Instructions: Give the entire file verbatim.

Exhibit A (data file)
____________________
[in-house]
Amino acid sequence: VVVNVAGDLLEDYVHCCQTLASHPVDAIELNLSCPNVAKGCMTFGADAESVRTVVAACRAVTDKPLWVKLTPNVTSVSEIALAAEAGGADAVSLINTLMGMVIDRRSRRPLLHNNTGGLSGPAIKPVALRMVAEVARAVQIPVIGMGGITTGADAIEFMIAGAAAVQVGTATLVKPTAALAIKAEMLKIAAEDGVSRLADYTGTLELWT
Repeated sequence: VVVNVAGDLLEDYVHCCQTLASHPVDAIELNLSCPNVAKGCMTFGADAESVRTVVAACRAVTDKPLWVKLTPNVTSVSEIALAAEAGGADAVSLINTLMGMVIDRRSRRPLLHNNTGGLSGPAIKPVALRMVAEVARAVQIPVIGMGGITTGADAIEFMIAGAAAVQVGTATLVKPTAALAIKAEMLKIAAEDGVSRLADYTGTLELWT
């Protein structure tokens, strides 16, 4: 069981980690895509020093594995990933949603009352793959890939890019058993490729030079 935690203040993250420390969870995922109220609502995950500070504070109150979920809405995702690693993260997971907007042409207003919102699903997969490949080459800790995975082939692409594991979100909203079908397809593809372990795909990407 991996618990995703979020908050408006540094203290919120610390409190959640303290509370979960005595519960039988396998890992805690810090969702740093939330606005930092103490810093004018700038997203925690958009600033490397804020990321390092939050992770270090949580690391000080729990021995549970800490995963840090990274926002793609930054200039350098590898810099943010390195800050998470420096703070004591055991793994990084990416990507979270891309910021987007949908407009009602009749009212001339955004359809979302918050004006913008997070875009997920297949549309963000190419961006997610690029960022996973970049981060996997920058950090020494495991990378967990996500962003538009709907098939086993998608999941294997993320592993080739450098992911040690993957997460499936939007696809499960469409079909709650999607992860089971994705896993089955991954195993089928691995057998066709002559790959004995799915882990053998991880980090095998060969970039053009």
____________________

[in-house]
Amino acid sequence: VVVNVAGDLLEDYVHCCQTLASHPVDAIELNLSCPNVAKGCMTFGADAESVRTVVAACRAVTDKPLWVKLTPNVTSVSEIALAAEAGGADAVSLINTLMGMVIDRRSRRPLLHNNTGGLSGPAIKPVALRMVAEVARAVQIPVIGMGGITTGADAIEFMIAGAAAVQVGTATLVKPTAALAIKAEMLKIAAEDGVSRLADYTGTLELWT
Repeated sequence: VVVNVAGDLLEDYVHCCQTLASHPVDAIELNLSCPNVAKGCMTFGADAESVRTVVAACRAVTDKPLWVKLTPNVTSVSEIALAAEAGGADAVSLINTLMGMVIDRRSRRPLLHNNTGGLSGPAIKPVALRMVAEVARAVQIPVIGMGGITTGADAIEFMIAGAAAVQVGTATLVKPTAALAIKAEMLKIAAEDGVSRLADYTGTLELWT
């Protein structure tokens, strides 16, 4: 069981980690895509020093594995990933949603009352793959890939890019058993490729030079 935690203040993250420390969870995922109220609502995950500070504070109150979920809405995702690693993260997971907007042409207003919102699903997969490949080459800790995975082939692409594991979100909203079908397809593809372990795909990407 991996618990995703979020908050408006540094203290919120610390409190959640303290509370979960005595519960039988396998890992805690810090969702740093939330606005930092103490810093004018700038997203925690958009600033490397804020990321390092939050992770270090949580690391000080729990021995549970800490995963840090990274926002793609930054200039350098590898810099943010390195800050998470420096703070004591055991793994990084990416990507979270891309910021987007949908407009009602009749009212001339955004359809979302918050004006913008997070875009997920297949549309963000190419961006997610690029960022996973970049981060996997920058950090020494495991990378967990996500962003538009709907098939086993998608999941294997993320592993080739450098992911040690993957997460499936939007696809499960469409079909709650999607992860089971994705896993089955991954195993089928691995057998066709002559790959004995799915882990053998991880980090095998060969970039053009």